After the Sew Da Kine bag, I thought I would turn to designers whose patterns I had used more frequently than Sallie Tomato and Sew Da Kine. So I looked at byAnnie, the patterns designed by Annie Unrein. I’ve made several of her bags, including my very favorite, the Ultimate Travel Bag. Another of my favorites is her “Take A Stand!”, which I made up in some Tula Pink fabrics that I love. (While looking at byAnnie’s bags, I also considered some Sew Sweetness bags. Sara Lawson, the creativity behind Sew Sweetness, is another favorite designer, but that’s another blog post, two days hence.)

Knowing that I wanted some exterior pockets and some straight horizontal seams in the fabric that I showed you in the previous post, I turned to Annie’s “Daytripper II” and bought the pattern.

I receive way too many marketing emails from quilt and fabric shops. I had, within the past couple of weeks, received an email from “My Favorite Quilt Store” showing a new fabric collection from a quilt teacher I have long wanted to study with. Her name is Katie Pasquini Masopust, and the collection is called Game Day. The multi-colored print is called “Life”, and it also comes on a white ground, which Katie calls “Candyland.” The orange print is “Twister.” There’s a story about the orange, which I thought would go great with the Life print. Unfortunately, when I was shopping this fabric collection, I was on my iPad and didn’t have the screen brightness turned all the way up. So I thought this print was more of a rust color, and bought my zipper-by-the-yard in a darker orange. When the fabrics arrived and I saw how bright the orange was, I wasn’t sure what to do. After posing the question on one of the sewing FB groups I frequent, I went ahead and used it. But I wish I had gone for a blue coordinate rather than the orange.

Daytripper was first published in 2015, and both designers and bag sewists have learned a lot about bag construction since then. I was not really pleased with the zipper technique used on this bag. As the bag developed, I loved the exterior fabric more and more, and decided it would become mine when it was finished. I would use it to carry my iPad back and forth to school for all the voice lessons I accompany. However, the iPad is not all I carry. I took it one day, and tucked in my iPad, along with my page turn pedal, iPad charging cord, iPhone charging cord, and Apple Pencil with case. Nope. The bag may be tall, but it’s not big. Hence the title of this post. Now what?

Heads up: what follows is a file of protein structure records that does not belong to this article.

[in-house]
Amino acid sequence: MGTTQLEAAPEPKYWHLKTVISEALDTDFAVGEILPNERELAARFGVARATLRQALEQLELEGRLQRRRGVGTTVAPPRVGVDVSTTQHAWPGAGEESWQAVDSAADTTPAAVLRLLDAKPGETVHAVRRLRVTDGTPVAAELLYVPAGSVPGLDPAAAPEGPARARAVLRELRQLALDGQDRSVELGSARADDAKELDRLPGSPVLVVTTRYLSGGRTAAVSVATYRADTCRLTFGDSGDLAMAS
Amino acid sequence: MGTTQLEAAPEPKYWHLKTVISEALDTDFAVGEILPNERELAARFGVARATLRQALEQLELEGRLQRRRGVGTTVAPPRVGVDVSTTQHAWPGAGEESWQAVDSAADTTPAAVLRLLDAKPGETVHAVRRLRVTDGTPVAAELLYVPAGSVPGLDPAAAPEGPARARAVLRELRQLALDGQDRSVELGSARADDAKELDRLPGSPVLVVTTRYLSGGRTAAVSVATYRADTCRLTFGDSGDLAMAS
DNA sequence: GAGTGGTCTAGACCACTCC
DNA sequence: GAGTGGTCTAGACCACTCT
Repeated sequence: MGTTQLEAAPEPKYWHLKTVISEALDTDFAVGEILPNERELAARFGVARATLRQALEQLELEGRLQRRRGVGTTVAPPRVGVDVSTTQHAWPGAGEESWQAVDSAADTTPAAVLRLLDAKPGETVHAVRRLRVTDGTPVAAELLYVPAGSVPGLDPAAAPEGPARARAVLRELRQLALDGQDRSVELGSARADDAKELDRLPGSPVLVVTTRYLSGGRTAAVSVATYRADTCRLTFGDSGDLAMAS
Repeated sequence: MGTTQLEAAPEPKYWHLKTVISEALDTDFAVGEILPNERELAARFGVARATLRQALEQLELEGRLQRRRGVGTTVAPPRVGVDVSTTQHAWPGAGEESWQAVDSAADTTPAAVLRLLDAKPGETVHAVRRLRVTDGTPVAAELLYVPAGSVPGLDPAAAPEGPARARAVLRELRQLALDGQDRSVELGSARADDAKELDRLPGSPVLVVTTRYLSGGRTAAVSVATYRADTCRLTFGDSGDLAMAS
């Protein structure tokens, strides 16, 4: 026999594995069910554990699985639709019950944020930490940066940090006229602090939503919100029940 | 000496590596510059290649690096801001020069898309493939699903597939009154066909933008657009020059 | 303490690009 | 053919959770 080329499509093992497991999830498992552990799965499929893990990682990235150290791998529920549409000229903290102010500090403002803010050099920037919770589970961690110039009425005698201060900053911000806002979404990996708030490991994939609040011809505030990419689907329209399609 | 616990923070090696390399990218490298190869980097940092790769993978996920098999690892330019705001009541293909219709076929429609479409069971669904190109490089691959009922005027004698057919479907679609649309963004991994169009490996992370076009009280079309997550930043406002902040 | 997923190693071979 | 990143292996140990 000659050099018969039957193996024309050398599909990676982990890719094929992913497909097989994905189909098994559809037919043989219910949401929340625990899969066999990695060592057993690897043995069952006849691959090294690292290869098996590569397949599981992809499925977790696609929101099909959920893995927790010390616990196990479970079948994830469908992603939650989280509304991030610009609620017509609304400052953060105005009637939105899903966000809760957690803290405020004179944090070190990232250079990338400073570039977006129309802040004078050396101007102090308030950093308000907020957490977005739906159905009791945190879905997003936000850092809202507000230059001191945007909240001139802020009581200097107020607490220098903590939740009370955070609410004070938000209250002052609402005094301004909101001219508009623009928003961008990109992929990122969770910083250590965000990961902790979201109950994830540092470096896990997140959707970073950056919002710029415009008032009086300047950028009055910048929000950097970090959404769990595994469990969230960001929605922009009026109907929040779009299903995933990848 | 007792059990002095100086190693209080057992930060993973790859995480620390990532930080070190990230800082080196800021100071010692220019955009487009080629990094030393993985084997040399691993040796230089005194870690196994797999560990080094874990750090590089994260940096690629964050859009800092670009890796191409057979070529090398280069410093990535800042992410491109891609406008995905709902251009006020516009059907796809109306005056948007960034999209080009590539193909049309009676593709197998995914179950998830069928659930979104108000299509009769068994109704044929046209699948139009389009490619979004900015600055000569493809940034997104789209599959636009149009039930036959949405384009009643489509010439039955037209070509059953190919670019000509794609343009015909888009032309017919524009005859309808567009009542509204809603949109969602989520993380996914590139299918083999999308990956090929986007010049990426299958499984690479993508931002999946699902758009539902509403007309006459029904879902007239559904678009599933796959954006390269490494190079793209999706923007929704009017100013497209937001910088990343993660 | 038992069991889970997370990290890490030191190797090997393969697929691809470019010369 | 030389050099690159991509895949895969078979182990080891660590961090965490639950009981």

I really struggled with the zipper insertion method on the top of this bag. There is no instructional video to accompany this bag, and the illustrations in the instruction sheet did not make it clear to me exactly how to make this zipper happen. I put it in once, and could barely get my iPad into the case. So I unsewed the zipper, cut a new zipper, and tried it again. I was successful in finishing the bag, thanks to all my bagmaking experience, but I didn’t love it.

One thing about byAnnie is she used her specially designed foam, called “Soft and Stable” for many of her bags. Instead of having a separate lining, she sandwiches the lining, the foam, and the exterior fabric, which she has cut larger than the required dimension for the pattern pieces. Then she quilts the three together and cuts to size. The Daytripper doesn’t use this technique, but has the exterior and foam layered together and basted around the edge before constructing the bag. This is not obvious on the front of the bag because of the large exterior pocket. But it’s very obvious on the back, where the exterior fabric and the foam are loose from each other—very obviously loose.